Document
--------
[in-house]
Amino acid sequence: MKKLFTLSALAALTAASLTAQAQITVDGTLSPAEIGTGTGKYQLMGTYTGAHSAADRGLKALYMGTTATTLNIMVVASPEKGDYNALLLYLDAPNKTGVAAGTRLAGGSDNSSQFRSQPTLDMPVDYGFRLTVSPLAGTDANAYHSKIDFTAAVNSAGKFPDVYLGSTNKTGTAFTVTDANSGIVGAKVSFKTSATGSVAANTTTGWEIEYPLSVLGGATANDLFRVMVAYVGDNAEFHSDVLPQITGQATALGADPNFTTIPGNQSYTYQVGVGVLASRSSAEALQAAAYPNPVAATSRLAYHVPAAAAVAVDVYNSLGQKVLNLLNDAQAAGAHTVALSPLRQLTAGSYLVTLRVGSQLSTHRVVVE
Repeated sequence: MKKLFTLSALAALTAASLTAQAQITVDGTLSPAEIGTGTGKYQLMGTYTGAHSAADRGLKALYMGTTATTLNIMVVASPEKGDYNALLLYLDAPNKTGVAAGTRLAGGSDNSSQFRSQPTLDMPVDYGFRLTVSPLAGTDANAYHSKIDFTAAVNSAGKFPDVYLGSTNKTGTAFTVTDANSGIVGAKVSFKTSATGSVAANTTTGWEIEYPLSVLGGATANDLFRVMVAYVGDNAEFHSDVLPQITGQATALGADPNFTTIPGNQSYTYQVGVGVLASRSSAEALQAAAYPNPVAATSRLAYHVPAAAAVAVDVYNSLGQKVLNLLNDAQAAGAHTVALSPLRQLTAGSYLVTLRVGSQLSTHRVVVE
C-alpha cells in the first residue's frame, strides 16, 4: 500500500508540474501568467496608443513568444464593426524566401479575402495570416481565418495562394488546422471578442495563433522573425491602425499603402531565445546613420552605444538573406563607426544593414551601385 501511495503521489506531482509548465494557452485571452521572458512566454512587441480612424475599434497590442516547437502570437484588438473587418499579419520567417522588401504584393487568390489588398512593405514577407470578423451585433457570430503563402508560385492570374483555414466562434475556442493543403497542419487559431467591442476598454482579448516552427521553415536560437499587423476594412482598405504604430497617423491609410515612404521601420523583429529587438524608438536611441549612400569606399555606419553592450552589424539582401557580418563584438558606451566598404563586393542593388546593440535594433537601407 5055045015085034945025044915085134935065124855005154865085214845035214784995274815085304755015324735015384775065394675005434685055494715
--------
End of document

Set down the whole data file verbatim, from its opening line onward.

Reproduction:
[in-house]
Amino acid sequence: MKKLFTLSALAALTAASLTAQAQITVDGTLSPAEIGTGTGKYQLMGTYTGAHSAADRGLKALYMGTTATTLNIMVVASPEKGDYNALLLYLDAPNKTGVAAGTRLAGGSDNSSQFRSQPTLDMPVDYGFRLTVSPLAGTDANAYHSKIDFTAAVNSAGKFPDVYLGSTNKTGTAFTVTDANSGIVGAKVSFKTSATGSVAANTTTGWEIEYPLSVLGGATANDLFRVMVAYVGDNAEFHSDVLPQITGQATALGADPNFTTIPGNQSYTYQVGVGVLASRSSAEALQAAAYPNPVAATSRLAYHVPAAAAVAVDVYNSLGQKVLNLLNDAQAAGAHTVALSPLRQLTAGSYLVTLRVGSQLSTHRVVVE
Repeated sequence: MKKLFTLSALAALTAASLTAQAQITVDGTLSPAEIGTGTGKYQLMGTYTGAHSAADRGLKALYMGTTATTLNIMVVASPEKGDYNALLLYLDAPNKTGVAAGTRLAGGSDNSSQFRSQPTLDMPVDYGFRLTVSPLAGTDANAYHSKIDFTAAVNSAGKFPDVYLGSTNKTGTAFTVTDANSGIVGAKVSFKTSATGSVAANTTTGWEIEYPLSVLGGATANDLFRVMVAYVGDNAEFHSDVLPQITGQATALGADPNFTTIPGNQSYTYQVGVGVLASRSSAEALQAAAYPNPVAATSRLAYHVPAAAAVAVDVYNSLGQKVLNLLNDAQAAGAHTVALSPLRQLTAGSYLVTLRVGSQLSTHRVVVE
C-alpha cells in the first residue's frame, strides 16, 4: 500500500508540474501568467496608443513568444464593426524566401479575402495570416481565418495562394488546422471578442495563433522573425491602425499603402531565445546613420552605444538573406563607426544593414551601385 501511495503521489506531482509548465494557452485571452521572458512566454512587441480612424475599434497590442516547437502570437484588438473587418499579419520567417522588401504584393487568390489588398512593405514577407470578423451585433457570430503563402508560385492570374483555414466562434475556442493543403497542419487559431467591442476598454482579448516552427521553415536560437499587423476594412482598405504604430497617423491609410515612404521601420523583429529587438524608438536611441549612400569606399555606419553592450552589424539582401557580418563584438558606451566598404563586393542593388546593440535594433537601407 5055045015085034945025044915085134935065124855005154865085214845035214784995274815085304755015324735015384775065394675005434685055494715